NEW DELHI -- India's anti-trust watchdog has fined 14 automakers a total of $420 million for restricting competition in the spare parts market and driving up prices, an official said Tuesday, a few days after Chinese regulators took similar action.
The Competition Commission of India found domestic automakers and local units of global vehicle manufacturers guilty of "anti-competitive conduct" by restricting the number of spare parts.
The commission said their actions had made parts costlier than necessary for some 20 million Indian consumers, with some markups as high as 4,800%.
Among the global companies fined were Toyota, Nissan, Honda, Volkswagen, BMW, Mercedes-Benz, Ford and General Motors. Local companies fined included Maruti Suzuki, Hindustan Motors and Tata Motors.
Last week China fined 10 Japanese auto parts firms a total of more than $201 million for price-fixing, reportedly the biggest-ever such penalties, as part of the country's anti-monopoly drive.
The Indian fines come as other market regulators increase their scrutiny and crack down on suspect practices amid public anger over what is seen to be widespread corruption.
India's right-wing Prime Minister Narendra Modi came to power in May on a platform of wiping out corruption.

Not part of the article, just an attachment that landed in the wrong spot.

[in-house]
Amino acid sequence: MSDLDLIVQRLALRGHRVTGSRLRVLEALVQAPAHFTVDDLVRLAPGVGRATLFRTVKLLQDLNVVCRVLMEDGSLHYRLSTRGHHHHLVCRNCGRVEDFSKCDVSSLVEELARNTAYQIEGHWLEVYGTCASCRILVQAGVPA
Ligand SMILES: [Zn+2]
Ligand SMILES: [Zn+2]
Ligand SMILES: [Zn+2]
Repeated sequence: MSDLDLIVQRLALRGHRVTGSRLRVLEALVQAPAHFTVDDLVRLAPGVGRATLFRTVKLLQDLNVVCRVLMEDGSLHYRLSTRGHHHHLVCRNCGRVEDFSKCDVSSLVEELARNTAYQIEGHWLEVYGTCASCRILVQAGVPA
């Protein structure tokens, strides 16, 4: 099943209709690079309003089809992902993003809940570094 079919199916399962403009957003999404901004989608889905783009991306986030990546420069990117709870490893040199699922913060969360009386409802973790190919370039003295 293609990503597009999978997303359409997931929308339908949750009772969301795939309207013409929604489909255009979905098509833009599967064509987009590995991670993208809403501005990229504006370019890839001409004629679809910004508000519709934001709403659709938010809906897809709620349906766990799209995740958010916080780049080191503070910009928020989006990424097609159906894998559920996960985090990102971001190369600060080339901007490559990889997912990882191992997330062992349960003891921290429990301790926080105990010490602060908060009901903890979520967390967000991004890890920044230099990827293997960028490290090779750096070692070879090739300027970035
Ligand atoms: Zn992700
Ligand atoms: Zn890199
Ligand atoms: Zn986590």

The competition commission opened its investigation two years ago after it was informed about a spare parts shortage in India, the world's sixth-largest auto market.
"The 14 car companies were found to be indulging in practices resulting in denial of market access to independent repairers as the latter were not provided access to branded spare parts," the commission said in its order.
"The fines total 25.5 billion rupees (US$420 million)," said the commission official, who asked not to be named.
The Indian fine levied on each automaker represents two percent of the affected company's three-year revenue average and must be paid within 60 days.
"The parties are hereby directed to immediately cease and desist from indulging in conduct which has been found to be in contravention of the provisions of the Competition Act," the watchdog said in its 215-page order.
The report contained statements by the carmakers that they "considered their service network adequate to handle all after-market service and spare parts of car owners".
Copyright Agence France-Presse, 2014